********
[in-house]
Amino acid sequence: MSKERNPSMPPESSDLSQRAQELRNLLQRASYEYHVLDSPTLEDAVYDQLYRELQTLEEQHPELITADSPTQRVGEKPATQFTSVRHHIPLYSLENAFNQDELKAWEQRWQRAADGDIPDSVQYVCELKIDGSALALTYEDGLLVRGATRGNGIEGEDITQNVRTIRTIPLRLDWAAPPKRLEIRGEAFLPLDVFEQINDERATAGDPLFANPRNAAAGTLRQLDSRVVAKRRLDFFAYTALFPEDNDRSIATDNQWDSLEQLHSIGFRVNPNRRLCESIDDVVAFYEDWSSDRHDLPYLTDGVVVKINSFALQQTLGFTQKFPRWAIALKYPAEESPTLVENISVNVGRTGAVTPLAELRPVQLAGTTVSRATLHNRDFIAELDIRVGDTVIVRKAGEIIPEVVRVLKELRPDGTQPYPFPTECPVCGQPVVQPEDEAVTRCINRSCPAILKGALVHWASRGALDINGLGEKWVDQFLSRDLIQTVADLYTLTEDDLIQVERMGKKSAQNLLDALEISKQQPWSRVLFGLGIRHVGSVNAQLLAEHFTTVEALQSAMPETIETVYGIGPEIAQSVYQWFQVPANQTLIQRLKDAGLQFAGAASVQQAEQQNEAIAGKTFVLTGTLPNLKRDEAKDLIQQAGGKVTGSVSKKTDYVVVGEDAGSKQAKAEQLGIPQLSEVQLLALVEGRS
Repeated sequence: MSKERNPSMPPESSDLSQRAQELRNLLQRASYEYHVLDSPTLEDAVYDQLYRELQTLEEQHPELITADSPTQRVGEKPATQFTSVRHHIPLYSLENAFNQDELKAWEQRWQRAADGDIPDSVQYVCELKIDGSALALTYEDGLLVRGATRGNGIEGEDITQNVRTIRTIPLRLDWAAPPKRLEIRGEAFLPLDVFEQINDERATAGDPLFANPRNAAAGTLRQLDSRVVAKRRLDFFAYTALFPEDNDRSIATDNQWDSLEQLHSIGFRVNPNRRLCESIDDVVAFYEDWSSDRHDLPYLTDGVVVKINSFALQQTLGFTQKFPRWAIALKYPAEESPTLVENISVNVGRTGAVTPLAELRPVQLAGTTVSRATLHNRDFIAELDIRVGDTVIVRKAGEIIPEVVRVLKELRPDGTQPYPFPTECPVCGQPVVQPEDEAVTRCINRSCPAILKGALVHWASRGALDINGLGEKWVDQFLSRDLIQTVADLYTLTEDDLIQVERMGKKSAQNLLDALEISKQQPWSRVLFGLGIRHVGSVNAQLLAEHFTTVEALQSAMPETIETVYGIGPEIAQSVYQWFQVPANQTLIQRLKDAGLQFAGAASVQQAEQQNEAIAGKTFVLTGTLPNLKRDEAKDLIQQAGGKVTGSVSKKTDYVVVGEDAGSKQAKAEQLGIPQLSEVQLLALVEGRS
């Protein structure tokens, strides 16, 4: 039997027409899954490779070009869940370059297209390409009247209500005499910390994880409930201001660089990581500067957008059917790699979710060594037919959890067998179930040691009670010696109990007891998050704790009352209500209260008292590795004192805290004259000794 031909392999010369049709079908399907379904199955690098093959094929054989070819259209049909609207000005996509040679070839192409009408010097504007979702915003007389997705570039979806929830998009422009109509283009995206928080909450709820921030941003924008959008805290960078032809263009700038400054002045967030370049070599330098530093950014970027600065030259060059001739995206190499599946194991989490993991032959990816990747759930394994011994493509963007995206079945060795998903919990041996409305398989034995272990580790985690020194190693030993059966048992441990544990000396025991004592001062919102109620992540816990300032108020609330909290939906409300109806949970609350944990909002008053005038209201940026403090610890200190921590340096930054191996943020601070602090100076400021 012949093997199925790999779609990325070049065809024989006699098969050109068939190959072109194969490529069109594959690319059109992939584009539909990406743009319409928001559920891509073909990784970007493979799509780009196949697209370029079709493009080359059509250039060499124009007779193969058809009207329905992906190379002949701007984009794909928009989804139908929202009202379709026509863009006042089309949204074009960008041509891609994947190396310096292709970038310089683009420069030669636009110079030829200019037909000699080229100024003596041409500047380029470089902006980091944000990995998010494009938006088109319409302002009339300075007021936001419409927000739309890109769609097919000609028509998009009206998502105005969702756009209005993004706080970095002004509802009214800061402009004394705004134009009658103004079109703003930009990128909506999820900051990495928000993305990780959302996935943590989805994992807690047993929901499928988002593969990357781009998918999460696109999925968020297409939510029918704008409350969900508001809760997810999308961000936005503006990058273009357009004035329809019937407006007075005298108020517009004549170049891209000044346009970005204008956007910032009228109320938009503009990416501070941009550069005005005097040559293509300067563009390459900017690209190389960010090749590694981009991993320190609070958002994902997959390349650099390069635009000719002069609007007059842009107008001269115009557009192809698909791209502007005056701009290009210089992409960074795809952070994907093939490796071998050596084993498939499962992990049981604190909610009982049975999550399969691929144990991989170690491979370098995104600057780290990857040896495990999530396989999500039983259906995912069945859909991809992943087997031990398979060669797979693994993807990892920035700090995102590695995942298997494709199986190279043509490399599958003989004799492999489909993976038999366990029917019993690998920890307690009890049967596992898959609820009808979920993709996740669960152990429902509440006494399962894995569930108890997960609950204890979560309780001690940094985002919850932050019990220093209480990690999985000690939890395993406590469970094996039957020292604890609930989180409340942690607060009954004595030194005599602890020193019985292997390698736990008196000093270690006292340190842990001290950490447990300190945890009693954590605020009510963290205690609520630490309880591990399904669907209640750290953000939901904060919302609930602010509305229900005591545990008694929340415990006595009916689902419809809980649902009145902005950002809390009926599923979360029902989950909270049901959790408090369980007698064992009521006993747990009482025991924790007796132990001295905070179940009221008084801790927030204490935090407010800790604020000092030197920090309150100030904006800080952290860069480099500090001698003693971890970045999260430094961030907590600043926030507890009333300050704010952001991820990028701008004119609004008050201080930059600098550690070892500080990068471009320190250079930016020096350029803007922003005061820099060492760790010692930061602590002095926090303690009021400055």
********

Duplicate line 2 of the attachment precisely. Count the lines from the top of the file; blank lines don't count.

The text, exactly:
Amino acid sequence: MSKERNPSMPPESSDLSQRAQELRNLLQRASYEYHVLDSPTLEDAVYDQLYRELQTLEEQHPELITADSPTQRVGEKPATQFTSVRHHIPLYSLENAFNQDELKAWEQRWQRAADGDIPDSVQYVCELKIDGSALALTYEDGLLVRGATRGNGIEGEDITQNVRTIRTIPLRLDWAAPPKRLEIRGEAFLPLDVFEQINDERATAGDPLFANPRNAAAGTLRQLDSRVVAKRRLDFFAYTALFPEDNDRSIATDNQWDSLEQLHSIGFRVNPNRRLCESIDDVVAFYEDWSSDRHDLPYLTDGVVVKINSFALQQTLGFTQKFPRWAIALKYPAEESPTLVENISVNVGRTGAVTPLAELRPVQLAGTTVSRATLHNRDFIAELDIRVGDTVIVRKAGEIIPEVVRVLKELRPDGTQPYPFPTECPVCGQPVVQPEDEAVTRCINRSCPAILKGALVHWASRGALDINGLGEKWVDQFLSRDLIQTVADLYTLTEDDLIQVERMGKKSAQNLLDALEISKQQPWSRVLFGLGIRHVGSVNAQLLAEHFTTVEALQSAMPETIETVYGIGPEIAQSVYQWFQVPANQTLIQRLKDAGLQFAGAASVQQAEQQNEAIAGKTFVLTGTLPNLKRDEAKDLIQQAGGKVTGSVSKKTDYVVVGEDAGSKQAKAEQLGIPQLSEVQLLALVEGRS